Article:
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India to Add 100 more Earthquake Observatories by 2026

  • Category
    Geography
  • Published
    1st Sep, 2021

Context

The Government has announced that India is going to open 35 earthquake observatories by the end of 2021 and is aiming to increase the number by adding 100 more earthquake observatories by the year 2026.

Background

  • In the last 65 years since Independence, the country had only 115 Earthquake Observatories.
  • But now India is going to make a quantum leap in the number of Earthquake Observatories it has.
  • The announcement was made in the inaugural function of the Joint Scientific Assembly of the International Association of Geomagnetism and Aeronomy (IAGA) and International Association of Seismology and Physics of the Earth Interior (IASPEI).
    • IASPEI: It promotes the study of earthquakes and other seismic sources, the propagation of seismic waves, and the Earth's internal structure, properties, and processes.
    • IAGA: It is an international scientific association that focuses on the study of terrestrial and planetary magnetism and space physics.
  • Both of them are semi-autonomous associations under the aegis International Union of Geodesy and Geophysics (IUGG).

International Union of Geodesy and Geophysics (IUGG)

  • IUGG is a non-governmental, association of semi-autonomous associations, established in 1919.
  • Its Secretariat is based in Potsdam, Germany.
  • It’s objectives are:
    • Promotion and coordination of physical
    • Chemical and mathematical studies of the Earth and its environment in space

About National Centre for Seismology

  • National Centre for Seismology (NCS) is the nodal agency for monitoring seismological activity in the country.
  • NCS network comprises 115 monitoring stations spreading all across the country.
  • The major activities currently being pursued by the NCS are:
    • Earthquake monitoring on a 24X7 basis
    • Operation and maintenance of national seismological network comprising of 115 Stations
    • Maintenance of Seismological data centre and information services.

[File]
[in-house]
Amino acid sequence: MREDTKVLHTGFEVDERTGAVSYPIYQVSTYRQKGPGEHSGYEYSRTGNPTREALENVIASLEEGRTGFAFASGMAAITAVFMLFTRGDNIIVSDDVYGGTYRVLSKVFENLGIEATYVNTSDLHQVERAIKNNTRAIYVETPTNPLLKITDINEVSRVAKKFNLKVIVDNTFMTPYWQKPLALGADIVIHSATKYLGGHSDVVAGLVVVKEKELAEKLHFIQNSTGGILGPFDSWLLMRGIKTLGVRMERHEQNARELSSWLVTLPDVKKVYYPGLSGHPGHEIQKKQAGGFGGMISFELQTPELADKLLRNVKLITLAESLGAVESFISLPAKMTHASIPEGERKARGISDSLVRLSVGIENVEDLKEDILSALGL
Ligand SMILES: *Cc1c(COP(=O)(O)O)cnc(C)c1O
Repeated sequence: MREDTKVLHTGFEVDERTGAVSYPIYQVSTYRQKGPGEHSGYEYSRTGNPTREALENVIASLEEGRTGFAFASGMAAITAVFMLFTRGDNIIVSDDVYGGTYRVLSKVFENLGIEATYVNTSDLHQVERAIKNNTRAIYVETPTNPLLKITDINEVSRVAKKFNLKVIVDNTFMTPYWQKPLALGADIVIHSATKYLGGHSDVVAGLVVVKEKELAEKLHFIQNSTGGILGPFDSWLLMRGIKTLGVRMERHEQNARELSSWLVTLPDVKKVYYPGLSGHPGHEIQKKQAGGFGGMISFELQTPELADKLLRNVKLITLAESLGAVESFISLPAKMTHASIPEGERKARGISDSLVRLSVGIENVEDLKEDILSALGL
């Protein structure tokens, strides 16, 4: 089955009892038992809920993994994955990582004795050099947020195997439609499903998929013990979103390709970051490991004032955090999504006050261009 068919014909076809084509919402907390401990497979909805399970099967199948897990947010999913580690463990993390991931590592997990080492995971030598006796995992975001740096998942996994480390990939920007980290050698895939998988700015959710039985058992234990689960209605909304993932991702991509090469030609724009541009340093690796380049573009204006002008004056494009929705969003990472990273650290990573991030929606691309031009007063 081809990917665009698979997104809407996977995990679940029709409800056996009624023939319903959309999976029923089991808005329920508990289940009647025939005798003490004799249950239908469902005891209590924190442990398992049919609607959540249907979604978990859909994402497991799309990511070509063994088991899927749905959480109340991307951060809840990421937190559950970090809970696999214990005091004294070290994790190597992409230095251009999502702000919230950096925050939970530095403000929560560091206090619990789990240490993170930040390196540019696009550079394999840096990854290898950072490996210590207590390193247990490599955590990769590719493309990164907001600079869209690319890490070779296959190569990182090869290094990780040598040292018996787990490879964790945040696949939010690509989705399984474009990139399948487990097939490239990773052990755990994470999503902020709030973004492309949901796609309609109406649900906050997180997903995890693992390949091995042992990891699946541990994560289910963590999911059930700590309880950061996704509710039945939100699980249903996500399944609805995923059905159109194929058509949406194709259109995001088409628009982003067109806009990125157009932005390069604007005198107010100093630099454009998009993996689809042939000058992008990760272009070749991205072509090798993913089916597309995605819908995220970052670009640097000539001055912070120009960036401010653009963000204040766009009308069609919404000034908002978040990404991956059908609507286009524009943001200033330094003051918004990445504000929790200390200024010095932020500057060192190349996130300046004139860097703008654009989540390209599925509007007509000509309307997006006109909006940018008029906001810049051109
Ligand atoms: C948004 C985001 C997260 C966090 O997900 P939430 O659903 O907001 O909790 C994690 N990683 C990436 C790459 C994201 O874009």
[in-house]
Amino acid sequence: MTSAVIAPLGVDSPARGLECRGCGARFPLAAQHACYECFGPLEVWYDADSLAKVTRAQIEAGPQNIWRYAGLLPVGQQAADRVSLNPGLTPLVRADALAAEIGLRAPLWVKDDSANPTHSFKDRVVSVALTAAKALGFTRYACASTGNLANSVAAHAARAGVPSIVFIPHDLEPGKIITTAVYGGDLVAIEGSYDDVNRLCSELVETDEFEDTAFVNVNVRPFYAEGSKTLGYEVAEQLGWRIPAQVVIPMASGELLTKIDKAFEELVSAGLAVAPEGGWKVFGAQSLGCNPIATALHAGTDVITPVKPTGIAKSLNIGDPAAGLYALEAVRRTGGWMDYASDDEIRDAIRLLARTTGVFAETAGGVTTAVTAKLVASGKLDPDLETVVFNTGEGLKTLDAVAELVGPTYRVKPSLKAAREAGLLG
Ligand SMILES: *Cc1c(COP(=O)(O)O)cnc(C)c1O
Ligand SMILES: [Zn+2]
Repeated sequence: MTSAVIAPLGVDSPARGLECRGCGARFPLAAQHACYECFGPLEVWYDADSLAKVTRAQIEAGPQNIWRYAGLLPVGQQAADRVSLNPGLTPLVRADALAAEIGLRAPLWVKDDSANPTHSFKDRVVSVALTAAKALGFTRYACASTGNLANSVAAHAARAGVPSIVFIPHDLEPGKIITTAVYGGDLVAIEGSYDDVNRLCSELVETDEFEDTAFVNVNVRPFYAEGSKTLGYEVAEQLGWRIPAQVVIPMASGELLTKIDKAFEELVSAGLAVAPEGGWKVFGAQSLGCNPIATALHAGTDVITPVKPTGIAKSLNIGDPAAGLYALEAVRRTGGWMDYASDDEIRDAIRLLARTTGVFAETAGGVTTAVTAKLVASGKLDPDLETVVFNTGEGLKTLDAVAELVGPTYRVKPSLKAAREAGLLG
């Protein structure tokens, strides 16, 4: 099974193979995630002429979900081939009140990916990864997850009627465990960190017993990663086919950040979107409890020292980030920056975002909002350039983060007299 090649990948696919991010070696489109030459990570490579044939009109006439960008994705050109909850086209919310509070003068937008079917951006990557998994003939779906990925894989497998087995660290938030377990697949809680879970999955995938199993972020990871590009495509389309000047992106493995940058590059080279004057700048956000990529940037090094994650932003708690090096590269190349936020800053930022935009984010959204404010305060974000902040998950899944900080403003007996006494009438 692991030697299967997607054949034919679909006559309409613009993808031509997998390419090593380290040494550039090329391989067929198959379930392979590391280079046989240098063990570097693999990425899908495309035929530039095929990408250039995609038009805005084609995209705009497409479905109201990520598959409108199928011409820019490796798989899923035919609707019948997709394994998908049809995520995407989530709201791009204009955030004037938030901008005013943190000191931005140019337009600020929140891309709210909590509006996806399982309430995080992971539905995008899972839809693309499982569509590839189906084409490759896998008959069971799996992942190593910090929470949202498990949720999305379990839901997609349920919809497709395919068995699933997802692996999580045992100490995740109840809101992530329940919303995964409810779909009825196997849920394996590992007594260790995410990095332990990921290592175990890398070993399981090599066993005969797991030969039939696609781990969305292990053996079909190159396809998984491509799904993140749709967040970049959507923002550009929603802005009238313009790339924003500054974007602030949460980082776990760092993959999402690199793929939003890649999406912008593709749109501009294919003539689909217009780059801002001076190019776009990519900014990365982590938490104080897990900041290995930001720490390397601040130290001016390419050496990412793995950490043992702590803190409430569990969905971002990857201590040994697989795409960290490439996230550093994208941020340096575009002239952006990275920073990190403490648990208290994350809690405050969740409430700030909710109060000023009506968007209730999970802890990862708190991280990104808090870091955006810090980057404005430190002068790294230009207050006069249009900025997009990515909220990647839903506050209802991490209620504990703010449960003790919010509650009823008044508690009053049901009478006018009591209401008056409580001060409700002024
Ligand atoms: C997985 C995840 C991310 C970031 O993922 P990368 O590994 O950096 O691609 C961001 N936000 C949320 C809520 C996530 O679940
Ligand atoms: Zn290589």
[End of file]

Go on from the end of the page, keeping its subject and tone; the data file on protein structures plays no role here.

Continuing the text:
• Seismic hazard micro-zonation related studies
    • Aftershock/Earthquake swarm monitoring/survey
    • Understanding of Earthquake processes
    • Public outreach
  • The network can record any event of:
    • magnitude five and above for the New Delhi region
    • magnitude three and above for northeast region
    • magnitude 3.5 in and above in peninsular
    • magnitude four and above in the Andaman region
    • magnitude 4.5 and above in border regions

Analysis

Seismic Zones in India:

  • The Bureau of Indian Standards has classified regions in India into four seismic zones on the basis of historical seismic activity and strong ground motions. They are namely: Zones II, III, IV and V.
  • Seismic zone intensity classification as (according to the Modified Mercalli scale):
    • Zone II (low-intensity zone)
    • Zone III (moderate intensity zone)
    • Zone IV (severe intensity zone)
    • Zone V (very severe intensity zone)
  • Zone V is considered as the most seismically active region whereas zone II is the least active.
    • Zone V includes the north-eastern part of India, parts of J&K and Himachal Pradesh, Uttaranchal, Rann of Kutch, parts of North Bihar and Andaman & Nicobar Islands.

Important Terms in Seismology:

1. Richter’s scale

  • It is a mathematical formulation (not a physical device), developed by Charles Richter in 1935, to measure the strength (Magnitude) of local earthquakes is measured.

2. Body wave

  • They propagate through the interior of a body. There are two types of seismic body waves, namely:
    • Compressional or longitudinal (P wave): P-waves are the fastest body waves and are first to arrive at a station, that is to say, before the arrival of the S waves.
    • Shear or Transverse (S wave): S-waves are the type of body waves, which move slowly in comparison to P waves (another type of body wave).

3. Surface Waves:

  • Surface waves propagate along the surface of a body or along with the interface between differing media. The two common types of seismic surface waves are:
    • Rayleigh waves: A type of surface wave which causes the ground to shake in an elliptical motion. These are the slowest ones, but often the most destructive ones too, of the wave types caused by an earthquake.